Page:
Should you neuter your dog? Latest data says not so fast!

What were the benefits of early neuter supposed to be? 

The most obvious one is fewer puppies. Other purported benefits include: lessening aggressive and/or marking behaviors, minimizing chances of reproductive-system cancers, and avoiding messy heat cycles.

Has early neutering worked?

Well, yes and no. According to our friends in the rescue/shelter world, there are fewer dogs in shelters. However, the dogs that are in shelters are more likely to have behavioral and/or health issues. As dog owners have become more responsible over the past 40 years, shelter dogs are products of neglect, abuse, and irresponsible pet ownership. Fewer “nice” dogs are available for adoption from shelters and rescues. And the backlash against responsible breeders has made purpose-bred, mentally- and physically-sound dogs harder to find and less accessible to the average person. They simply don’t know where to turn for a nice pet, not a “project.”

What are the negatives of early neutering?

Recent studies have shown that neutering before maturity can cause orthopedic issues for dogs. More research is being done, but it seems that the hormones are needed to signal the dogs’ bones to stop growing. This can lead to problems like cranial cruciate rupture,hip dysplasia, and patellar luxation. 
There have also been links found between early neuter and an uptick in other cancers, including mast cell tumors, lymphosarcoma, and hemangiosarcoma. 
Additionally, the supposed behavioral benefits of early neutering have come under question. The research actually suggests the opposite – neutered dogs are actually more aggressive than intact animals. Neutered dogs also proved to be more excitable, fearful, and exhibit other less-desirable behaviors.

This is personal

It was a nervous week here at Golly Gear. Torque, Hope’s 4-year-old French Bulldog went under the knife for removal of a growth on his privates, and neutering surgery. The decision when, or even if, to neuter your dog is more difficult these days as the body of research grows.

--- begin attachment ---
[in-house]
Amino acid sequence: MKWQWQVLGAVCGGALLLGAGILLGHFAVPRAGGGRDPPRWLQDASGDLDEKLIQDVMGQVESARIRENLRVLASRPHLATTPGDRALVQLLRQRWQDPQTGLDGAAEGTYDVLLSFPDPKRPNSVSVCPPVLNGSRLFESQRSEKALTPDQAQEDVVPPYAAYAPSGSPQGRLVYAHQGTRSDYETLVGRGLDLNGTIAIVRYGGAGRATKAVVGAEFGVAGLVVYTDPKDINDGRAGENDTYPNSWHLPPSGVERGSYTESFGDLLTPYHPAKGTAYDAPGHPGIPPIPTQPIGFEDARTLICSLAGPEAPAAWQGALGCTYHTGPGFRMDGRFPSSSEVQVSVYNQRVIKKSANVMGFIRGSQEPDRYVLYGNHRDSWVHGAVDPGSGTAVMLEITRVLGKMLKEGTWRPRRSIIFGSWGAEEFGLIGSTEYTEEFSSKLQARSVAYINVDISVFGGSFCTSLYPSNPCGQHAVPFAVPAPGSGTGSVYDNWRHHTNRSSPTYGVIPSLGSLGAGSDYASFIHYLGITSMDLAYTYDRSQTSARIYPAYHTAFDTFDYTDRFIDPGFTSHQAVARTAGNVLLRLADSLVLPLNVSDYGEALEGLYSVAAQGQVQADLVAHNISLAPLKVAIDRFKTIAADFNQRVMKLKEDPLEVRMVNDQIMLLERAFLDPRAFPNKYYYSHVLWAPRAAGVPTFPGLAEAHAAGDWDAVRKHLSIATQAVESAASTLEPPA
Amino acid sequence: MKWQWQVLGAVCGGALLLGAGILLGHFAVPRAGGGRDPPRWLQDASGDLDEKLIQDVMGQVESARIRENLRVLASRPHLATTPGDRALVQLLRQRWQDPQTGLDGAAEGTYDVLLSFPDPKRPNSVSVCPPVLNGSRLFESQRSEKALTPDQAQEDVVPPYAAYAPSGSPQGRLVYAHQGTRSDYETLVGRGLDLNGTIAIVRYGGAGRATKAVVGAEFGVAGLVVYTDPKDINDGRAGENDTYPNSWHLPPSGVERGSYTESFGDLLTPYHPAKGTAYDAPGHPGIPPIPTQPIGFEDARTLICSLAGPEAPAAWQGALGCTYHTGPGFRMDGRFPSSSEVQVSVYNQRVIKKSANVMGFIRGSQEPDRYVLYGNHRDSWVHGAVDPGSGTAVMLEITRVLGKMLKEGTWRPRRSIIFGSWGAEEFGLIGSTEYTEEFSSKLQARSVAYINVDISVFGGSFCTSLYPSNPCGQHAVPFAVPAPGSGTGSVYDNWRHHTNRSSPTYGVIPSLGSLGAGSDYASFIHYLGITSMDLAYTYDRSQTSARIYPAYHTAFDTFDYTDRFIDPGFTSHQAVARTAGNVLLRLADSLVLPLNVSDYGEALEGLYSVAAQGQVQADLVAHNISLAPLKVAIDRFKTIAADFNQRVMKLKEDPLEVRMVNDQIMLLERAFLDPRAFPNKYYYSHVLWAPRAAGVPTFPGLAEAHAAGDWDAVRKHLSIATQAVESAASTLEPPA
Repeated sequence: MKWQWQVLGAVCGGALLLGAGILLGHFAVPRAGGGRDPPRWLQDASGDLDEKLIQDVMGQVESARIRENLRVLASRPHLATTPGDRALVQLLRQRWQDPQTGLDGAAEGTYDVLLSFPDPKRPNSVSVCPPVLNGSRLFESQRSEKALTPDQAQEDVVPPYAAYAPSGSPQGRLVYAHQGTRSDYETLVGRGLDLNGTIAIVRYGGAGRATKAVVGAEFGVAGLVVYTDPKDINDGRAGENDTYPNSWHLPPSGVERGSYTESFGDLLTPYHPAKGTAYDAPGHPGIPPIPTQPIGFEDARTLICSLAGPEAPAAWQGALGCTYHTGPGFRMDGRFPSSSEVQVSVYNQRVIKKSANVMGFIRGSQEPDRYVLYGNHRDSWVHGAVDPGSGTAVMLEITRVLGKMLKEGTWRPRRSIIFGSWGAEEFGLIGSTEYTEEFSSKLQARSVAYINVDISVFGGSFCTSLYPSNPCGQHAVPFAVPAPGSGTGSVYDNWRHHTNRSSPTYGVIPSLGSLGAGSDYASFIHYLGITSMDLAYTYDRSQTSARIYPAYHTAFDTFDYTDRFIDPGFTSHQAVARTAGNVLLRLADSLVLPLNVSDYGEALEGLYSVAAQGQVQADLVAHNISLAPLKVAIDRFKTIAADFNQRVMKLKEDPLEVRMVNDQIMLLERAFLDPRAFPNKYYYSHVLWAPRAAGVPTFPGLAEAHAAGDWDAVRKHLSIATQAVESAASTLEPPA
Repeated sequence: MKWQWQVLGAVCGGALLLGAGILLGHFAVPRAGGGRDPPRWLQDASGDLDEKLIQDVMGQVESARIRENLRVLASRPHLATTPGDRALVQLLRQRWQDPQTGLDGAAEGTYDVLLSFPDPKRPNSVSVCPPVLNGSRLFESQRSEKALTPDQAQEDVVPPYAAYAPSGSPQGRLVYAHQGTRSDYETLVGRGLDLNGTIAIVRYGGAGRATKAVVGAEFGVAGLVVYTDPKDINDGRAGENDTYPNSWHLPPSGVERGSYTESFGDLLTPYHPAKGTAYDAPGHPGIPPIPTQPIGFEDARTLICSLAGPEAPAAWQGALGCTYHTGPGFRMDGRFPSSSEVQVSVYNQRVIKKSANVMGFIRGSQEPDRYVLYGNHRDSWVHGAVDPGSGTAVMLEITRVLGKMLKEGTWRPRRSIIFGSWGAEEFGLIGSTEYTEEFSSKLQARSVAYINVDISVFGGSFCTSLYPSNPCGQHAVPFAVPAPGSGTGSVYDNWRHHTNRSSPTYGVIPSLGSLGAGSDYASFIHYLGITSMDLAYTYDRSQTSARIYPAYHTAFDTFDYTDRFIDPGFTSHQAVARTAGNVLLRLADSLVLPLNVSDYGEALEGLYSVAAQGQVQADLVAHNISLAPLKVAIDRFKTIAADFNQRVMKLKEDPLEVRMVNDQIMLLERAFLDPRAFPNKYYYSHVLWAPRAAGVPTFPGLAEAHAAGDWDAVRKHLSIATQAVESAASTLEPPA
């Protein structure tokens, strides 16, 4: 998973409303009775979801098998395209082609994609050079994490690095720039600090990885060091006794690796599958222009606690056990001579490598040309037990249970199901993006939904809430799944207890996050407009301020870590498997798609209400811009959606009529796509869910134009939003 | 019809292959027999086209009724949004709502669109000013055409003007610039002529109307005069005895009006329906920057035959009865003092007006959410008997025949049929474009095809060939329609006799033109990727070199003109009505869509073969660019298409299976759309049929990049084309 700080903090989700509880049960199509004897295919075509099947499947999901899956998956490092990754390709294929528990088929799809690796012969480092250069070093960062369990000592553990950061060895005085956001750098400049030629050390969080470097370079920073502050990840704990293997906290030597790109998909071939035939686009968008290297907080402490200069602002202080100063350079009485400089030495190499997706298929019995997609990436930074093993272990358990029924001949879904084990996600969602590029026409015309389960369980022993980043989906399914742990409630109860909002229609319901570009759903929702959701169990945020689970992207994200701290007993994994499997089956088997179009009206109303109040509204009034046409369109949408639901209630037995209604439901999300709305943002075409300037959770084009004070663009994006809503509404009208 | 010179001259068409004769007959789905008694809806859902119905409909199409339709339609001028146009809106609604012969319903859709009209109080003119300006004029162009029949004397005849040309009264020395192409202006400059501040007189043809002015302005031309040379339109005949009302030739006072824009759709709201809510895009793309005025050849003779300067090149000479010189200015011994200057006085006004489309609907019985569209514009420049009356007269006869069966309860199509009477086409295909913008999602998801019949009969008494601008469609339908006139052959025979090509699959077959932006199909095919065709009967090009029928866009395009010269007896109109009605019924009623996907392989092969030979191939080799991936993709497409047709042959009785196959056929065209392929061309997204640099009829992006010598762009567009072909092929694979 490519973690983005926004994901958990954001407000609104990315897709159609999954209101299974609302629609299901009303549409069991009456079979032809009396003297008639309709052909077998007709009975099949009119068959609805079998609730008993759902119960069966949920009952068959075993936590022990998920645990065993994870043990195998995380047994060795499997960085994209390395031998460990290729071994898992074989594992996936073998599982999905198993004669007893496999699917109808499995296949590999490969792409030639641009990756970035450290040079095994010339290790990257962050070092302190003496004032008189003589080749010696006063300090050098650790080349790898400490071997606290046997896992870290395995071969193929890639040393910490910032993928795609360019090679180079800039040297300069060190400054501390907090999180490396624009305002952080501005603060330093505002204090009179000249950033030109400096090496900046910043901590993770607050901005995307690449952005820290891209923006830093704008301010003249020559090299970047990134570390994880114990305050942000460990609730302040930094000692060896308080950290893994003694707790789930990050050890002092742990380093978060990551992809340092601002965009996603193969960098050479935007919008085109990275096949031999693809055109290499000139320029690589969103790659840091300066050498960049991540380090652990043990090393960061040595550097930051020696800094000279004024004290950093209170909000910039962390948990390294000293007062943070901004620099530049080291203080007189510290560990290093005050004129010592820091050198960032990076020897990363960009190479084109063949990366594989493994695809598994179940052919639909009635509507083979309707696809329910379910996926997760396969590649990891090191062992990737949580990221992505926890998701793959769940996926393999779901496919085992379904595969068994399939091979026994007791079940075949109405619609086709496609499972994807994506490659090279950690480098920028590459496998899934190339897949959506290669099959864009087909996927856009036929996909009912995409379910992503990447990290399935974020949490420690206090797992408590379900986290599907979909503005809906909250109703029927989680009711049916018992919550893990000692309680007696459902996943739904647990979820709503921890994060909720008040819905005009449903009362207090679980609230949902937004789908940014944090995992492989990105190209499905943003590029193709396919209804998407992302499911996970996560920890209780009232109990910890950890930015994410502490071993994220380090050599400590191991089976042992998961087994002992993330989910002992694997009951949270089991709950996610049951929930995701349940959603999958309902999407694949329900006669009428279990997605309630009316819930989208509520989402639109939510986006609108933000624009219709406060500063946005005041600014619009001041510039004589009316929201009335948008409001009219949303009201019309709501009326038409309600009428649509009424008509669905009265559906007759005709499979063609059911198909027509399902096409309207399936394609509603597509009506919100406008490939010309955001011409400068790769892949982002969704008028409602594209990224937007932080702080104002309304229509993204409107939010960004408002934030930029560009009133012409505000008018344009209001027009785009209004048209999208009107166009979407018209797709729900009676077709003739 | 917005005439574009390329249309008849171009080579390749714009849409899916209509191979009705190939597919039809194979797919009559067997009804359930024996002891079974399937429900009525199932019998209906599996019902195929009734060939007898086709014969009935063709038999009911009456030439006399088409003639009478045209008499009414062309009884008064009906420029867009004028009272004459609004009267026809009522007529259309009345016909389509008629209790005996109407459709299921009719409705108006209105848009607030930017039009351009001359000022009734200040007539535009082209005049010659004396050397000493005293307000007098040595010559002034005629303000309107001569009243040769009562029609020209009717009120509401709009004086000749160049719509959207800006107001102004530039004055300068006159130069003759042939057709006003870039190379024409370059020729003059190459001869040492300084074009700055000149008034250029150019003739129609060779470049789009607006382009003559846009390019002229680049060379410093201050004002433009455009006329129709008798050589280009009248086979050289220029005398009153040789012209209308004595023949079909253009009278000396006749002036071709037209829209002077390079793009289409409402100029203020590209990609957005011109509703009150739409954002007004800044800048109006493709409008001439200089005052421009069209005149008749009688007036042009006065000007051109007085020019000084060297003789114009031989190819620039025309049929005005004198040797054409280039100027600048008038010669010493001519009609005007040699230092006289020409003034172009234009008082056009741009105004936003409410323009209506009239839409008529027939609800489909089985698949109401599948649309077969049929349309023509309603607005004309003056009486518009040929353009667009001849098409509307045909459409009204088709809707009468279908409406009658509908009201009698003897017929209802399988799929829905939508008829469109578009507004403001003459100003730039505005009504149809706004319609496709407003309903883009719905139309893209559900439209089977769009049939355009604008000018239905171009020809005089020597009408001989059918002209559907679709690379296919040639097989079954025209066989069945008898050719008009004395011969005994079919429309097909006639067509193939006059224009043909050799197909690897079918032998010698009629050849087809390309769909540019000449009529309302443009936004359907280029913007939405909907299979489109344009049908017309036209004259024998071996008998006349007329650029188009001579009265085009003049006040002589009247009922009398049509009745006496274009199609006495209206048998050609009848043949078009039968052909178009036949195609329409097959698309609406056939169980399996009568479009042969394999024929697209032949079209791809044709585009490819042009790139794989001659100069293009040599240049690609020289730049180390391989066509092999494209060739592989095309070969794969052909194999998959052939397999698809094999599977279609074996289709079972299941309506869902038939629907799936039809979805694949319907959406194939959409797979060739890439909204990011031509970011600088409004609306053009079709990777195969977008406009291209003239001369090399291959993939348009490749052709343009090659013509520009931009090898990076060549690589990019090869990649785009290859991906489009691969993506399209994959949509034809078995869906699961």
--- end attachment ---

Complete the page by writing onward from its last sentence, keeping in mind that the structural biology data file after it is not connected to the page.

Any kind of medical procedure on our dogs (or us!), especially surgery, is worrisome. Especially when you have a flat-faced dog like a Frenchie. And especially when the dog has never had anesthesia before. Even though we’ve known our veterinarian for years and trust her completely, it’s always a concern.

Brindle French Bulldog recovering from neuter surgery
Torque resting at home after surgery.

We’re happy to report that Torque came through with flying colors. He was a little groggy the first night and definitely not a fan of the “no food” surgical aftercare. The next morning, with breakfast on board, he was pretty much back to his usual self. He’s having a mini-vacation from rough-housing with the other dogs and training classes, but otherwise fine.

But we have to admit – if it weren’t for the mass on his “bits,” Torque would still be intact and likely would have stayed that way the rest of his life. Our attitude has shifted on the value of neutering dogs. Just like it shifted before.

Back in the olden days

Our first family dog was Spunky, a Boston Terrier who came into our lives in 1967. To the best of our knowledge, our mom never even thought about getting him neutered. It wasn’t routine, or automatic. At that time, according to the National Institutes of Health, a quarter of the dog population was “roaming the streets (whether owned or not) and 10 to 20-fold more dogs were euthanized in shelters compared to the present.”

Then, over the course of the next couple of decades, attention was focused on the overpopulation of dogs and cats and public opinion changed. Neutering became the “norm” – recommended for all pets as soon as they were about six months old. 

With the rise of the “adopt, don’t shop” movement, neutering started even earlier. Animals weren’t allowed to leave shelters unless they had already undergone the surgery. Now the consequences of that shift are coming to light and the results are a mixed bag.

What’s the take-away? Should I neuter my dog?

As always, it’s a decision that only you and your veterinarian can make, keeping in mind your situation, and your particular dog. While searching for answers, be aware of the source of the material you’re finding – many groups have biases. As critical thinkers, our job is to sort the wheat from the chaff, and take into account the writer’s point of view. 

For us, the choice was pretty clear. Torque is four years old, already mature. He’s done growing. As a matter of fact, the only thing that was growing was the mass on his scrotum. We weighed our options and made our decision based on the information available to us. It’s the best we can do.

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